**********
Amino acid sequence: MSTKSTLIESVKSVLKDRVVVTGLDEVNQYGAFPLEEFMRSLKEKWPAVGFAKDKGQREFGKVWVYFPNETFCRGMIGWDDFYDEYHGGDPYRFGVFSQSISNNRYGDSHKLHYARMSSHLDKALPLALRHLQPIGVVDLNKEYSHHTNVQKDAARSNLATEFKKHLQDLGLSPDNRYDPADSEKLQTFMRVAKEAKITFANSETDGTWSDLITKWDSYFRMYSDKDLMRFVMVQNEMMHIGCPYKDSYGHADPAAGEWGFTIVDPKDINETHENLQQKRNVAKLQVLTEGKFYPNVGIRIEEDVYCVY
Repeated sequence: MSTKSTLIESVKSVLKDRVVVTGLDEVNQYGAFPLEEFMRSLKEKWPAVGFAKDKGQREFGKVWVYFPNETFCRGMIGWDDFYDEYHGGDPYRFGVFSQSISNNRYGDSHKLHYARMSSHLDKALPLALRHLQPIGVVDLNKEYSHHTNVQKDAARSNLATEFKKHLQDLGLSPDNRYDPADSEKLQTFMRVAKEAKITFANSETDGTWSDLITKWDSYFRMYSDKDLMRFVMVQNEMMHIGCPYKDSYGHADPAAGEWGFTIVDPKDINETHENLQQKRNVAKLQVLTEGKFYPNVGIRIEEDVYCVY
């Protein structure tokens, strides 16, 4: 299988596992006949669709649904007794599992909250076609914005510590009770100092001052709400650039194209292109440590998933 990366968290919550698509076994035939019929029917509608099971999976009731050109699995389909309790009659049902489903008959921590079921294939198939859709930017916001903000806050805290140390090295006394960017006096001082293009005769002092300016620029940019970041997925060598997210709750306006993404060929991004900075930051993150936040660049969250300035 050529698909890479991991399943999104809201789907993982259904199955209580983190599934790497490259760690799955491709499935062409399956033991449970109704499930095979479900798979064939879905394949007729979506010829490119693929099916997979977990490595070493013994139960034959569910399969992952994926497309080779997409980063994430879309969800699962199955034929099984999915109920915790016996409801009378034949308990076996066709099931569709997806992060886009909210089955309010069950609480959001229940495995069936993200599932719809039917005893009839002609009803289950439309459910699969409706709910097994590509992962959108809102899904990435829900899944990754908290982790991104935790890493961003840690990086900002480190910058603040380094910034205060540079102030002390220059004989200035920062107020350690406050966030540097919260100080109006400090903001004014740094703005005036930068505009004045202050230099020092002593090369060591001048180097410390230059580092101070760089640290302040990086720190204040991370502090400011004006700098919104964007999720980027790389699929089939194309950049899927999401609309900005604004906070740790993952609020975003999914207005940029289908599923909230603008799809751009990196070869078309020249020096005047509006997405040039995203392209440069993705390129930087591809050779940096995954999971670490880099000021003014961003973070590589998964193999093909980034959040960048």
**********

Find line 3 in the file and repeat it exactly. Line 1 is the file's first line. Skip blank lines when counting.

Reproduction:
């Protein structure tokens, strides 16, 4: 299988596992006949669709649904007794599992909250076609914005510590009770100092001052709400650039194209292109440590998933 990366968290919550698509076994035939019929029917509608099971999976009731050109699995389909309790009659049902489903008959921590079921294939198939859709930017916001903000806050805290140390090295006394960017006096001082293009005769002092300016620029940019970041997925060598997210709750306006993404060929991004900075930051993150936040660049969250300035 050529698909890479991991399943999104809201789907993982259904199955209580983190599934790497490259760690799955491709499935062409399956033991449970109704499930095979479900798979064939879905394949007729979506010829490119693929099916997979977990490595070493013994139960034959569910399969992952994926497309080779997409980063994430879309969800699962199955034929099984999915109920915790016996409801009378034949308990076996066709099931569709997806992060886009909210089955309010069950609480959001229940495995069936993200599932719809039917005893009839002609009803289950439309459910699969409706709910097994590509992962959108809102899904990435829900899944990754908290982790991104935790890493961003840690990086900002480190910058603040380094910034205060540079102030002390220059004989200035920062107020350690406050966030540097919260100080109006400090903001004014740094703005005036930068505009004045202050230099020092002593090369060591001048180097410390230059580092101070760089640290302040990086720190204040991370502090400011004006700098919104964007999720980027790389699929089939194309950049899927999401609309900005604004906070740790993952609020975003999914207005940029289908599923909230603008799809751009990196070869078309020249020096005047509006997405040039995203392209440069993705390129930087591809050779940096995954999971670490880099000021003014961003973070590589998964193999093909980034959040960048």